Waldman is listed in both the 3rd and 4th editions of Who's Who in Economics and in various editions of Marquis Who's Who in America, Marquis Who's Who in the World, Marquis Who's Who in Science and Engineering, and Marquis Who's Who in American Education.
During his 26 years at Cornell, Waldman has served both Johnson and the university in numerous capacities. He has chaired three different MBA curriculum reviews and has served as the chair of Johnson’s Faculty Policy Committee multiple times. In October 2008, Waldman began a four-year term as director of the Institute for the Advancement of Economics at Cornell. He was appointed by then Acting Provost David Harris to lead the council in its work to improve and raise the profile of the economics discipline university-wide. During the 2009-2010 academic year Provost Kent Fuchs appointed Waldman to the university's Strategic Planning Advisory Council. This was an 8 member committee consisting of faculty drawn from the various colleges at Cornell. The committee drafted a long-term strategic plan for the university that identified the goals, strategies, tactics, and metrics that will define the Cornell of the future. During the 2010-2011 academic year Provost Kent Fuchs appointed Waldman to be the chair of a university-wide Economics Reorganization Committee which had the charge of formulating a plan for reorganizing and improving the economics community at Cornell. The university implemented the committee’s plan on July 1, 2011.
In service to the discipline of economics and related areas, Waldman served as a co-editor at the Journal of Economic Perspectives, from 2000 to 2006, served as an associate editor at the Quarterly Journal of Economics, from 2000 to 2014, and since 2009 he has been an editor at the Journal of Labor Economics. He was also a member in 2004 of the American Economics Association Program Committee, in 2009 and 2013 a member of the International Industrial Organization Conference Program Committee, in 2013 a member of the Society of Labor Economists Program Committee, and in 2013 and 2017 a member of the (First and Second) Scientific Committee of the Product Lifetimes and the Environment Conference.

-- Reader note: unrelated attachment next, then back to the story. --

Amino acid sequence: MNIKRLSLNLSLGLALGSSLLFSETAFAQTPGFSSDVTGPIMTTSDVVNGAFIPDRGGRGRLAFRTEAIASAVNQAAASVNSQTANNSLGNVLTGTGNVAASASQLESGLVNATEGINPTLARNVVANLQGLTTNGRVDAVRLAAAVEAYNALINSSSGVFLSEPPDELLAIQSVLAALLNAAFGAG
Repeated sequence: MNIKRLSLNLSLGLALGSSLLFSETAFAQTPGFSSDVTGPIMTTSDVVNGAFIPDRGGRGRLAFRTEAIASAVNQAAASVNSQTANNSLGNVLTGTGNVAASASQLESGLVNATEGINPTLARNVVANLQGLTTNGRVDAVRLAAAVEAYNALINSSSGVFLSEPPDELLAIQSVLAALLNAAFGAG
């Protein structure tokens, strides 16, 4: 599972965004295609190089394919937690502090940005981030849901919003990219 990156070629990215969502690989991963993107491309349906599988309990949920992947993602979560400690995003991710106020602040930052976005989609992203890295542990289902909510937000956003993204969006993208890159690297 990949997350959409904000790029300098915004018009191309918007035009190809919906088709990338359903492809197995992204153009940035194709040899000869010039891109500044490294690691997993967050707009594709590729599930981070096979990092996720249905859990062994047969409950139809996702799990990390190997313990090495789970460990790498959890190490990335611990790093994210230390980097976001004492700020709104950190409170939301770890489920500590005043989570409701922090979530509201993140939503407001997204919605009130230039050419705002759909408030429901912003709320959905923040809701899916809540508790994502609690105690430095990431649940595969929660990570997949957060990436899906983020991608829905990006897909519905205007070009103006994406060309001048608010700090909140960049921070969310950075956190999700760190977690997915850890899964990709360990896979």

Waldman has recently explored whether the exploding growth in autism diagnosis rates over the last few decades can be partially explained by the existence of an environmental trigger for autism that has become more prevalent over time. He is the lead author of “Autism Prevalence and Precipitation Rates in California, Oregon, and Washington Counties" which appears in the November 2008 issue of Archives of Pediatrics & Adolescent Medicine. This paper provides evidence consistent with the existence of an important environmental trigger for autism among genetically vulnerable children that is positively associated with precipitation. He is also the lead author of the 2006 National Bureau of Economic Research Working Paper, titled "Does Television Cause Autism?," and the 2012 National Bureau of Economic Research Working Paper, titled “Positive and Negative Mental Health Consequences of Early Childhood Television Watching.” These papers provide evidence consistent with the specific environmental trigger being early childhood television viewing. Waldman plans to continue conducting research on this topic.